Lee testified that she left Idaho on November 23 at about 6 p.m. and drove 12 hours to Colorado at the behest of Frazee, who told her she had “a big mess to clean up,” indicating Berreth’s alleged murder scene. She left Colorado for the return trip on the evening of November 24 and arrived the following morning.
Kenney also testified that he’d never met Frazee but knew of him from his daughter’s discussions about him eight to ten years earlier and didn’t like what he heard. About Lee, he said he remembered “that she was really soft-hearted,” a statement the judge told the jury to disregard, The Gazette reported.
Lee, who previously went by the name Krystal Kenney, pleaded guilty to a charge of tampering with evidence in return for her testimony against Frazee, who has pleaded not guilty to multiple charges, including murder. The defense has portrayed Lee’s plea deal as a reason to distrust her testimony.
Other testimony on Friday corroborated Lee’s testimony about changing her work schedule after Thanksgiving so she could go to Colorado and surveillance footage from a fast food restaurant in Teller County, Colorado, showed Lee early in the afternoon on November 24, the Denver Channel said.
Surveillance video from a gas station between 4:27 p.m. and 9:40 p.m. on November 24 appears to show multiple comings and goings from Frazee’s truck and the black Volkswagen Lee borrowed from a friend for the trip to Colorado. Colorado Bureau of Investigation agent Chris Adams, who was a commander with the Woodland Park Police Department at the time of the investigation, testified that Frazee and Lee arrived at the gas station at about the same time, then left together in the Frazee’s truck.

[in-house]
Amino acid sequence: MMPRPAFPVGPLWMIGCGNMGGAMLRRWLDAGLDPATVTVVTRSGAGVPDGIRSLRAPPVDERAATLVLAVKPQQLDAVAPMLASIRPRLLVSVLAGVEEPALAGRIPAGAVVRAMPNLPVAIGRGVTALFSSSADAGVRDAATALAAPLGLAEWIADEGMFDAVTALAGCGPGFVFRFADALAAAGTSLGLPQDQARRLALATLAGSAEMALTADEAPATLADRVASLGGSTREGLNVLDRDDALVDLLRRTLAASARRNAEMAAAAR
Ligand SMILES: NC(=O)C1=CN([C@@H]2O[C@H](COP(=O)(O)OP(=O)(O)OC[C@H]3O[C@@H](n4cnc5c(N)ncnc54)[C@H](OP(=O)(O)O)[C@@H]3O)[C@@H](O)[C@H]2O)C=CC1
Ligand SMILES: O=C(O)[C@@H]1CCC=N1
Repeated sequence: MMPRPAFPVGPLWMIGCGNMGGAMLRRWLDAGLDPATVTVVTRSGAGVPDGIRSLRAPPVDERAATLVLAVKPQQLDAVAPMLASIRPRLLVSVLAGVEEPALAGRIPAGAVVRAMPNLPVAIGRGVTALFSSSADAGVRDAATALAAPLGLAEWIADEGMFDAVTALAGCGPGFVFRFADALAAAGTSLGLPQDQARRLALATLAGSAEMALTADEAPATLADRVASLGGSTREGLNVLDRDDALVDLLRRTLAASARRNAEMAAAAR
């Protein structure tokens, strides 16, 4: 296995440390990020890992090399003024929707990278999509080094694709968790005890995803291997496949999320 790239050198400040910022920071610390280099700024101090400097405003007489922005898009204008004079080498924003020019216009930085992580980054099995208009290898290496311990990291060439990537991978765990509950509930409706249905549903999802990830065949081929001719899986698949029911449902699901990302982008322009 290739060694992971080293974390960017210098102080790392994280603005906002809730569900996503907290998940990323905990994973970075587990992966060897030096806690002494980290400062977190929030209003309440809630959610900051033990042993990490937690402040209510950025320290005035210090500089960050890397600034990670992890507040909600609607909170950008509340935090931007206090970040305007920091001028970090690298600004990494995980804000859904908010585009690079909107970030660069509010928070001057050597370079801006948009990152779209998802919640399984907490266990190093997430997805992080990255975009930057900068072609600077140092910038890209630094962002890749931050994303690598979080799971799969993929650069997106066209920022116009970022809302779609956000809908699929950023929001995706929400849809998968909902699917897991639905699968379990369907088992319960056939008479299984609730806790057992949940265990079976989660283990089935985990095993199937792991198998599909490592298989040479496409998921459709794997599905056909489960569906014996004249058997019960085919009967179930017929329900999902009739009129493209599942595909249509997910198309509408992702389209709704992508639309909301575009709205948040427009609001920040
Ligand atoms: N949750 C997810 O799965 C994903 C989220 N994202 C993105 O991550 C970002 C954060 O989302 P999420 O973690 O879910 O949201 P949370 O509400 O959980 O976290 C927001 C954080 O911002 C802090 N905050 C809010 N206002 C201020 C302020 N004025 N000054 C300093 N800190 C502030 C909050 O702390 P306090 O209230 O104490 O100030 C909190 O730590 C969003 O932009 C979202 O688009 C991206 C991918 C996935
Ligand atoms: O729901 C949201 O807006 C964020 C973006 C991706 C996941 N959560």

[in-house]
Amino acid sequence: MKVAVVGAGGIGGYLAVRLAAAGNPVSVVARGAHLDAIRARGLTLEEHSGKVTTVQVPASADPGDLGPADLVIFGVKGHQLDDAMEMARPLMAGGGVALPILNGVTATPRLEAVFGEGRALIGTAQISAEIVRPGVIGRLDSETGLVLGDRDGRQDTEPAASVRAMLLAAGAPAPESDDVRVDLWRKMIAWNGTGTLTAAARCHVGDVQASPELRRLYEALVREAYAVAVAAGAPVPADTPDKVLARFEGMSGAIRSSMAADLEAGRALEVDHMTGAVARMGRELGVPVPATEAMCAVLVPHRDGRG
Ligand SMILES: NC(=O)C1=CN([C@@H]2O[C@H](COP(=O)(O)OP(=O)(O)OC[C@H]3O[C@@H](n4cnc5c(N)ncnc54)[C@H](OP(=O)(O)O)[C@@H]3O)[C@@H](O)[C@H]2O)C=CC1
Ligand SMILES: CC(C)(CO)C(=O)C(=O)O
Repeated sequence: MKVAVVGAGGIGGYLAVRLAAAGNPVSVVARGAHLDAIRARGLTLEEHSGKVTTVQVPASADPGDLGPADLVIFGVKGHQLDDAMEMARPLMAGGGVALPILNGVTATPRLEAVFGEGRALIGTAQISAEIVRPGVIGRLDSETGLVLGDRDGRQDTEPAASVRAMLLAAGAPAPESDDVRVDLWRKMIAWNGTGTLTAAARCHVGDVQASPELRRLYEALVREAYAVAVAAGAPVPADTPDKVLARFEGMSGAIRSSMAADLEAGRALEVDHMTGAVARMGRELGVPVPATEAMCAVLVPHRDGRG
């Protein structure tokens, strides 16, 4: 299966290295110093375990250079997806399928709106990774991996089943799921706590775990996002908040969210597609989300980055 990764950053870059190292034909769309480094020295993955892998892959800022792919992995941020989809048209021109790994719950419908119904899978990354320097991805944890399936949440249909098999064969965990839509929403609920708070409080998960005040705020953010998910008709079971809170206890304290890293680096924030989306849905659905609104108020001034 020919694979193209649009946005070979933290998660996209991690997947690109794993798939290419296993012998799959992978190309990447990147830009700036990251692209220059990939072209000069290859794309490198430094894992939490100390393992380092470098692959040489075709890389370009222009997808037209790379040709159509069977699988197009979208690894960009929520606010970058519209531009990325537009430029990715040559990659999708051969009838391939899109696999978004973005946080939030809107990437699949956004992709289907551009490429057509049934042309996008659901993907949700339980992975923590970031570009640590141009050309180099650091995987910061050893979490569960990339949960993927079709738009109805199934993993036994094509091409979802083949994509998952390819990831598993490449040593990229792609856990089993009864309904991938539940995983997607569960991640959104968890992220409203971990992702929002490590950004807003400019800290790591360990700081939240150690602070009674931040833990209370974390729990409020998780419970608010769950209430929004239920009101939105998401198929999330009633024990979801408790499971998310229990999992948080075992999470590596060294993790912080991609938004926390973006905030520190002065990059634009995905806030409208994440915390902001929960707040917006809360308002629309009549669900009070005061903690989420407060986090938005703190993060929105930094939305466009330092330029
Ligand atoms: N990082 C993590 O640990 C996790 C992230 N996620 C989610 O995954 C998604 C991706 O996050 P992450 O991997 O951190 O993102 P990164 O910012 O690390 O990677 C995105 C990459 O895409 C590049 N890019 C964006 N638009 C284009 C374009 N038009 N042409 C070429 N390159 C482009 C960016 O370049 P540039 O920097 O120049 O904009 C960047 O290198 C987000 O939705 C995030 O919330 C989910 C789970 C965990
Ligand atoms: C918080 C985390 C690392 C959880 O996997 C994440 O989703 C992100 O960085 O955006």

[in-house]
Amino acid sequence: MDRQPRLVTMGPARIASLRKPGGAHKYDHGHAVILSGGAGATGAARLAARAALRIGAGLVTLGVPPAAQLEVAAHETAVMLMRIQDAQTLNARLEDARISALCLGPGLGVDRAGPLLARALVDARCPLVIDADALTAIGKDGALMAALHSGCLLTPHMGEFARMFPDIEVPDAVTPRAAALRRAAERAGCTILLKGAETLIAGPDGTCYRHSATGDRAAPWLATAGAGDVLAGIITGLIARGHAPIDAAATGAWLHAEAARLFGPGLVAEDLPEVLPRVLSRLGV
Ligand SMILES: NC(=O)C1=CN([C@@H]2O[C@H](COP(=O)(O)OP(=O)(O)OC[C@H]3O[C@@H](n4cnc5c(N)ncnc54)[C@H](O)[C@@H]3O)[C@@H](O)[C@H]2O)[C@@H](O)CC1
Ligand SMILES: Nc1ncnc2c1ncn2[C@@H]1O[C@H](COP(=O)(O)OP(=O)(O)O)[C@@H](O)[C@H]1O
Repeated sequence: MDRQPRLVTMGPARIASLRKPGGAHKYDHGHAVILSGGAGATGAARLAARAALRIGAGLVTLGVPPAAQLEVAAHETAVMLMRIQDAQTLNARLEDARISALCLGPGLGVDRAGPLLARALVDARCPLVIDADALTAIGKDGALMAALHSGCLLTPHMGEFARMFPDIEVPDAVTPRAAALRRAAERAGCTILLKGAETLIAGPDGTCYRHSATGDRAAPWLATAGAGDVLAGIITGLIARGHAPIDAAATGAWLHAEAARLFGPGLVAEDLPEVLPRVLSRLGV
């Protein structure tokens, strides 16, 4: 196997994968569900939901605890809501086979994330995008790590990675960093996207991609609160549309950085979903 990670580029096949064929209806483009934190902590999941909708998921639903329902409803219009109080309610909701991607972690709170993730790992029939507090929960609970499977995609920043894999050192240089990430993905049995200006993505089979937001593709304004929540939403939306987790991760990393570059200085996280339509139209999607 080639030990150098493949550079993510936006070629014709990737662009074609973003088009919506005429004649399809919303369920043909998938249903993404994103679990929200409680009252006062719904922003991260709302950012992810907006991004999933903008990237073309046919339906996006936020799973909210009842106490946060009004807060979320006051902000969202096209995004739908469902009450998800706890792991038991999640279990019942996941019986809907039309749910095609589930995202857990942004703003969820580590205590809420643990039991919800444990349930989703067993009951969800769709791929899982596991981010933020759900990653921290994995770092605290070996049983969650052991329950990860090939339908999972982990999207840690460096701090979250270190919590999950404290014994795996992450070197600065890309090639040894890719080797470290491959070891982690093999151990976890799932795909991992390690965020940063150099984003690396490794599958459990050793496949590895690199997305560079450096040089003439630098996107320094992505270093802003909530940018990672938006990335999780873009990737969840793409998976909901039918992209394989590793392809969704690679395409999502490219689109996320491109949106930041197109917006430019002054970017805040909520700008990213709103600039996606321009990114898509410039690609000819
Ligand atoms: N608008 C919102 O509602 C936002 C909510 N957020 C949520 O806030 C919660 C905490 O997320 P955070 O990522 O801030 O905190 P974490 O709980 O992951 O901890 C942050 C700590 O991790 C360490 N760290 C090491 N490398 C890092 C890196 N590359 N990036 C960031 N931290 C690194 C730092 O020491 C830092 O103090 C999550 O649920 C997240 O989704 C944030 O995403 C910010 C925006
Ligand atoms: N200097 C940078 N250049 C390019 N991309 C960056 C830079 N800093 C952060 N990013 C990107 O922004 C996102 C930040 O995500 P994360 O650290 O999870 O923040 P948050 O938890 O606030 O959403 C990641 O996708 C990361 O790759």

About two hours later, the truck returns, and the Volkswagen drives away. According to Lee’s testimony, she drove the truck back to the gas station and exchanged it for the car, which had in it the plastic bags from the alleged murder scene clean-up. Another two and half hours later, the Volkswagen returns, and both vehicles leave in opposite directions. Prosecutors have said they believe Frazee and Kenney were traveling to and from the site where Berreth’s body was burned, along with other evidence from the crime scene.
FBI agents testified about forensic evidence gathered at the alleged burn site, saying that it matched with Lee’s descriptions of what happened there. A pair of teenagers testified that a few days after Thanksgiving they helped clean up at the ranch after a large bonfire. And in the last shovel of dirt the agents sifted through on December 21, investigators found what they believed to be a human tooth, FBI Special Agent Donald Peterson testified.
Dog handlers testified Friday afternoon, saying that their dogs alerted on a few sites at Berreth’s townhome, the alleged burn site, a nearby barn, and a few other sites.
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[Featured image: Kelsey Berreth. Inset: Krystal Lee and Patrick Frazee]